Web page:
I attended SaaScon 2009, a conference focusing on Software as a Service and Cloud computing as themes. This was hosted by ComputerWorld at the Santa Clara Convention center.
At the outset, host Jeff Kaplan and Ron Milton said that $6.8B was the SaaS revenue in 2008, according to Gartner group. IDC said 76% of US companies had at least one SaaS deployed. Top five applications in SaaS delivery model are (not surprisingly) – CRM, HR, Collaboration, Travel expenses, and Sales Incentives. Top five drawbacks are – integration with current in-house applications, potential security exposures, offline connectivity, vendor lock-in, and network bandwidth issues. As expected the top five benefits are – fast roll-out, monetary savings from a lack of capital investment, option of plain-vanilla vs. customized implementation, and lower TCO (total cost of ownership).
Under the current economic realities and tight IT budgets, SaaS makes lot of sense. One surprising fact is that 75% of all SaaS deals do not have SLA (Service Level Agreement) according to Gartner. The conference speakers also talked about PaaS (Platform as a Service) and IaaS (Infrastructure as a Service). Examples of SaaS – SalesForce.com (CRM), and NetSuite. Examples of PaaS – Force.com, and Google App. Engine. Examples of IaaS – Amazon EC2 (elastic computing cloud) and AT&T Synaptic Hosting.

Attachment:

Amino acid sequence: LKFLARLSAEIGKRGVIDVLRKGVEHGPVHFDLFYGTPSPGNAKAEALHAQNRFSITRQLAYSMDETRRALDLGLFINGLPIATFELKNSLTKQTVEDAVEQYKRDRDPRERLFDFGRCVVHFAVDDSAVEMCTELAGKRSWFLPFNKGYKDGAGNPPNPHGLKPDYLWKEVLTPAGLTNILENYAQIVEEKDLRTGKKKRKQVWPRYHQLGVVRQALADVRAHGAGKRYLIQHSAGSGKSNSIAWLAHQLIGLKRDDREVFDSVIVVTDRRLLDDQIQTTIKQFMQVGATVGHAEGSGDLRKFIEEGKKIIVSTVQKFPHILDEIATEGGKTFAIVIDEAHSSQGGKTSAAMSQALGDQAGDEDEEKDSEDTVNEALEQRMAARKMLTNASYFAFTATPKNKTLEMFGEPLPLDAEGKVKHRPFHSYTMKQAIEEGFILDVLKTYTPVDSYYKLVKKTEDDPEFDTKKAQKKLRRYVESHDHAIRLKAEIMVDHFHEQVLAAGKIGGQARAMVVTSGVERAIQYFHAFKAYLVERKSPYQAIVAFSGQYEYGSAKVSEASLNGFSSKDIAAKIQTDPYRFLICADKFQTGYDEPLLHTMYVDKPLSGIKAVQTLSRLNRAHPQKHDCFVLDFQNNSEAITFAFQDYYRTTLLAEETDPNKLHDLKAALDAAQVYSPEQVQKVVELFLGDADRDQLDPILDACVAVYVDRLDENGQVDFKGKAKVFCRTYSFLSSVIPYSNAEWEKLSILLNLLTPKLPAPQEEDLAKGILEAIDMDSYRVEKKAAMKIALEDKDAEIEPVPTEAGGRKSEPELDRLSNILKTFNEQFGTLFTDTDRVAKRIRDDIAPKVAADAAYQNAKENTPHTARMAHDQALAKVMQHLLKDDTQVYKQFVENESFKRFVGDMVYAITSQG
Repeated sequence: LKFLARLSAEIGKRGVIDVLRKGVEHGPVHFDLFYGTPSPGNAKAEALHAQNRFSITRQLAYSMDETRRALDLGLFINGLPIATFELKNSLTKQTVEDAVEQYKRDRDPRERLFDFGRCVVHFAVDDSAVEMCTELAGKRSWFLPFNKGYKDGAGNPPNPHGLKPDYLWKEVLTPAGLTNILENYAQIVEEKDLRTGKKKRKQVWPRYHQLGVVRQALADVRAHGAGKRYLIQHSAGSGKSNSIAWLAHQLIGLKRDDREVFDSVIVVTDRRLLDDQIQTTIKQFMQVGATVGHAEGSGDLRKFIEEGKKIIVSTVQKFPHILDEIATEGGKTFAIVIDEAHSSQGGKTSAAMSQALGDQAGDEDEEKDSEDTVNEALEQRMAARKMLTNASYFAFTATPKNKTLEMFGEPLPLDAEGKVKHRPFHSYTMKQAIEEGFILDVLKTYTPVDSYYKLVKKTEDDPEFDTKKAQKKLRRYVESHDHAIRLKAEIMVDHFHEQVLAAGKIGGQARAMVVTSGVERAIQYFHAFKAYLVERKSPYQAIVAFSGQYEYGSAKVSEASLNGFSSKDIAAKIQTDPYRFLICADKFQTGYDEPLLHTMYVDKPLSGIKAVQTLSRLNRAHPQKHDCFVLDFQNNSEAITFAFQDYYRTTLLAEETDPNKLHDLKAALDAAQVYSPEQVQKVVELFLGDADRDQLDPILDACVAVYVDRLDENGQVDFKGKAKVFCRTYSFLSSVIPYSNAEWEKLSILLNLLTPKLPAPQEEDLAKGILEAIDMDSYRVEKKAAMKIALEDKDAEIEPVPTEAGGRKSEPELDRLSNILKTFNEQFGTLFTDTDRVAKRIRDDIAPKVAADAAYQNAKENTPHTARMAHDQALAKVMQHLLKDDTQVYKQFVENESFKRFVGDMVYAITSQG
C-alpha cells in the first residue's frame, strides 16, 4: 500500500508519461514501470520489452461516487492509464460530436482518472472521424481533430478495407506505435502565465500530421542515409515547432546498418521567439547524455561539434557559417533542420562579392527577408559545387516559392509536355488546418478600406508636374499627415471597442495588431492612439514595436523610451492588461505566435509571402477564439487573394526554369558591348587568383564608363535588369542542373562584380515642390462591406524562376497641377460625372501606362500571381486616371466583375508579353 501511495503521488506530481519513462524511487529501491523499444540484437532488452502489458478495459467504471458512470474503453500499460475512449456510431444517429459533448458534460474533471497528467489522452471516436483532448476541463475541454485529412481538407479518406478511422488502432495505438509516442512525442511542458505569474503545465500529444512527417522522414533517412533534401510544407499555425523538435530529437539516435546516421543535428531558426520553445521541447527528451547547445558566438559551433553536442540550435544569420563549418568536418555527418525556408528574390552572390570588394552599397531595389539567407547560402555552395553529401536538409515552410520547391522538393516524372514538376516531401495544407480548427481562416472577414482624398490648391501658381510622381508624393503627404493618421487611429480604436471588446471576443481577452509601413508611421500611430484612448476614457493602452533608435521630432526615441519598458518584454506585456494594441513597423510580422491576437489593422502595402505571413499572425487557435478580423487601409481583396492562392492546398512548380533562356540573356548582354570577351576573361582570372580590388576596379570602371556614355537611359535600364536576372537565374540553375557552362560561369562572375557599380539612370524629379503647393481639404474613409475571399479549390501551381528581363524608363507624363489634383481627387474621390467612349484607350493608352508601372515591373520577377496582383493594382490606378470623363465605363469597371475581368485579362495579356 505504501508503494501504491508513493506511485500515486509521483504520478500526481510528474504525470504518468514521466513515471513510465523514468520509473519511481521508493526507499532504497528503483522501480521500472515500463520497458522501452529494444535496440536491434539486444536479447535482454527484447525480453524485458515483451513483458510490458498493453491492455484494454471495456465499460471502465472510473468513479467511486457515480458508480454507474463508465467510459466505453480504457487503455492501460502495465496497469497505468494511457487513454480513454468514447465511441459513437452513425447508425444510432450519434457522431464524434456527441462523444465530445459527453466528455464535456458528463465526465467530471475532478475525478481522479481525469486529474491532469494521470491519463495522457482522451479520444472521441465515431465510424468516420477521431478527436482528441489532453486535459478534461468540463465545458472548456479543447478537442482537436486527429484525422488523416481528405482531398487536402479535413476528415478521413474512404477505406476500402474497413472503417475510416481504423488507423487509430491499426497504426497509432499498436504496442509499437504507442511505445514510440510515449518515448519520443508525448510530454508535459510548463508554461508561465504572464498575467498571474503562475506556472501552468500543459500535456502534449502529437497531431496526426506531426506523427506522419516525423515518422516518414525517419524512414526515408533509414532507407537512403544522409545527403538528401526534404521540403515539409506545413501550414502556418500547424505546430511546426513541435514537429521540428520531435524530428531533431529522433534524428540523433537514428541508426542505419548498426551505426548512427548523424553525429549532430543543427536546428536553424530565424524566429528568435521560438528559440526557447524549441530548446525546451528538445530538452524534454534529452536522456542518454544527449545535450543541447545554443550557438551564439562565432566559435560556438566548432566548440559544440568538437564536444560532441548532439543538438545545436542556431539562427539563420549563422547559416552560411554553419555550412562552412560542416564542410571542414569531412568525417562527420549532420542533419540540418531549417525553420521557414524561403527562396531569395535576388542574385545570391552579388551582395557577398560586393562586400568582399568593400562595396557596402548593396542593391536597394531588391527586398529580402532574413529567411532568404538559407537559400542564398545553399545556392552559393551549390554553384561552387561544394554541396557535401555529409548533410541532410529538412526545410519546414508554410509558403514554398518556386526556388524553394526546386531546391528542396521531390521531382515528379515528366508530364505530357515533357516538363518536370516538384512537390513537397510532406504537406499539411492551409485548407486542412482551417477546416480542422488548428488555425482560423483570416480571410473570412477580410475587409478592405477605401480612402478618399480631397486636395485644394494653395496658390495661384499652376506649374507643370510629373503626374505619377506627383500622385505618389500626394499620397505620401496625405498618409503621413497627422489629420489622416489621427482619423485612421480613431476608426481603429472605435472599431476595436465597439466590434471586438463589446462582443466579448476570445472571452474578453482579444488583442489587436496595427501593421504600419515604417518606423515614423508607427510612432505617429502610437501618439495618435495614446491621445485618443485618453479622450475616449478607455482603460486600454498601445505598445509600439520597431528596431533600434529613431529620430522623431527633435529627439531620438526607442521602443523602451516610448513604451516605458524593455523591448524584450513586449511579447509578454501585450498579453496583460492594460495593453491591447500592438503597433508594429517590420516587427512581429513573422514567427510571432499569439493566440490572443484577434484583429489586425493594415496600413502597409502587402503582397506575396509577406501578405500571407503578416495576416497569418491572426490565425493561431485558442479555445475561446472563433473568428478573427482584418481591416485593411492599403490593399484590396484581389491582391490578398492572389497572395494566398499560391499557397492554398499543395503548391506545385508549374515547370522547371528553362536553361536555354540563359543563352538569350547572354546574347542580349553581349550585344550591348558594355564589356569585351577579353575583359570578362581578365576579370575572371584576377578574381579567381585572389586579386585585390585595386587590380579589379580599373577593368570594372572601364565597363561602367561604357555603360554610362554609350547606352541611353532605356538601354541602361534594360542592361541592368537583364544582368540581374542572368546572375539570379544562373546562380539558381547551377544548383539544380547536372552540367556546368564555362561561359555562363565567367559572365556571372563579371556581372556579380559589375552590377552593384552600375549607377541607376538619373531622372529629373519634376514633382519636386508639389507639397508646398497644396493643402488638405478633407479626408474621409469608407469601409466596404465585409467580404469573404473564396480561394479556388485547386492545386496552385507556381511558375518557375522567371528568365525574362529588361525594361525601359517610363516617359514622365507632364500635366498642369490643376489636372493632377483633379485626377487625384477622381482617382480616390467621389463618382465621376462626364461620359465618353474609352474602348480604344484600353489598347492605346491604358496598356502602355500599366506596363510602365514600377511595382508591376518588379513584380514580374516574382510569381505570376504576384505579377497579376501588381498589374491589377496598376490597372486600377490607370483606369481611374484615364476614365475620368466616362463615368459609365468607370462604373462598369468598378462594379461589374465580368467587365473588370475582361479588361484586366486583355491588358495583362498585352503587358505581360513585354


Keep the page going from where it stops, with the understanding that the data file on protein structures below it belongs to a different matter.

Speakers said PaaS is a stepping stone to Cloud where development environment is offered to build own applications (similar to what Microsoft did 20 years ago, but on their platform). One future scenario could be your own information grid at the center interacting with several clouds such as data services, application services, hardware services, storage services, network services and others. This will include not only interaction with your internal cloud or grid, but also intra-cloud communication, something still at a very nascent stage.
The parallel to the commoditization of electricity was drawn a few times. How that grid (electricity) finally emerged with self-organizing, self-registration, and self-assembly features. Computing will eventually get to that stage – full compliment of services executed in a highly differentiated grid environment.
But the journey has started and there is no looking back to the good old days of huge capital expenditure of building in-house infrastructure with hundreds of humans managing it. We see the beginnings of that already, all of us using our iphones to access mail, calendar, maps, stock prices, airline information, and social networking like facebook, Twitter, and Linked-In.
One CIO explained how he reduced his IT spend from $607K in 2007 to $259K in 2008 by switching to SaaS (Google Apps for gmail, videochat, documents, spreadsheets, charts, etc.). He adopted Netsuite as the core ERP/CRM application and picked other packages like WorkOasis (facility management), Halogen (performance management), ADP (payroll. HRIS), and admin tools like Webex, Echosign, eFax, Zoomerang, and VisualCV. His staff cost was reduced from $166K in 2007 to zero in 2008. Hardware cost was reduced from $52K to $8K. His is a small size company selling exercise equipments. No wonder the first adopters of Saas are the small to medium size companies.